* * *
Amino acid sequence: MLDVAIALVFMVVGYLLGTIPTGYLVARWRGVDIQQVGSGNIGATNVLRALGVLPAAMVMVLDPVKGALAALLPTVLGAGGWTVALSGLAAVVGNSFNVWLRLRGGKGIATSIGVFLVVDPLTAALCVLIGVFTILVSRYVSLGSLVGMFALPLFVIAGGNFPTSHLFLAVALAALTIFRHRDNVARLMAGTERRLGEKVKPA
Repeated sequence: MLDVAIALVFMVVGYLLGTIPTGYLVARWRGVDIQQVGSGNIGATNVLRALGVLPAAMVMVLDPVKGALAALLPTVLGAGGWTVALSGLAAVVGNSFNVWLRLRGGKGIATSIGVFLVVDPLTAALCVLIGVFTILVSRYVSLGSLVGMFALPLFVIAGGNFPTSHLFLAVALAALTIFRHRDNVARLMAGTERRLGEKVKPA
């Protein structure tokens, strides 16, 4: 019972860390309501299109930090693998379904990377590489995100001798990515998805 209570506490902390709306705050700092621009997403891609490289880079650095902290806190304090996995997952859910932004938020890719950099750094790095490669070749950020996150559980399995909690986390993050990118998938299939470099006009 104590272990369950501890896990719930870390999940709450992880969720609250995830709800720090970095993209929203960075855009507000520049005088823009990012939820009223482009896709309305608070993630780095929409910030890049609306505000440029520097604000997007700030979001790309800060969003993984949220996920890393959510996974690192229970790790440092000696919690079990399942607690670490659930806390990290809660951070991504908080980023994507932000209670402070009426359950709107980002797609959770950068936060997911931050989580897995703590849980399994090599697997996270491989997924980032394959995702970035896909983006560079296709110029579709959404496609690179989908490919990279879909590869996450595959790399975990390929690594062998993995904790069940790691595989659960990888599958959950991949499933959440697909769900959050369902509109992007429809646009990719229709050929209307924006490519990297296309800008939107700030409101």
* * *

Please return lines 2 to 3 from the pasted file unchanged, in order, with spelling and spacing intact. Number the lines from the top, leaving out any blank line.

Repeated sequence: MLDVAIALVFMVVGYLLGTIPTGYLVARWRGVDIQQVGSGNIGATNVLRALGVLPAAMVMVLDPVKGALAALLPTVLGAGGWTVALSGLAAVVGNSFNVWLRLRGGKGIATSIGVFLVVDPLTAALCVLIGVFTILVSRYVSLGSLVGMFALPLFVIAGGNFPTSHLFLAVALAALTIFRHRDNVARLMAGTERRLGEKVKPA
């Protein structure tokens, strides 16, 4: 019972860390309501299109930090693998379904990377590489995100001798990515998805 209570506490902390709306705050700092621009997403891609490289880079650095902290806190304090996995997952859910932004938020890719950099750094790095490669070749950020996150559980399995909690986390993050990118998938299939470099006009 104590272990369950501890896990719930870390999940709450992880969720609250995830709800720090970095993209929203960075855009507000520049005088823009990012939820009223482009896709309305608070993630780095929409910030890049609306505000440029520097604000997007700030979001790309800060969003993984949220996920890393959510996974690192229970790790440092000696919690079990399942607690670490659930806390990290809660951070991504908080980023994507932000209670402070009426359950709107980002797609959770950068936060997911931050989580897995703590849980399994090599697997996270491989997924980032394959995702970035896909983006560079296709110029579709959404496609690179989908490919990279879909590869996450595959790399975990390929690594062998993995904790069940790691595989659960990888599958959950991949499933959440697909769900959050369902509109992007429809646009990719229709050929209307924006490519990297296309800008939107700030409101």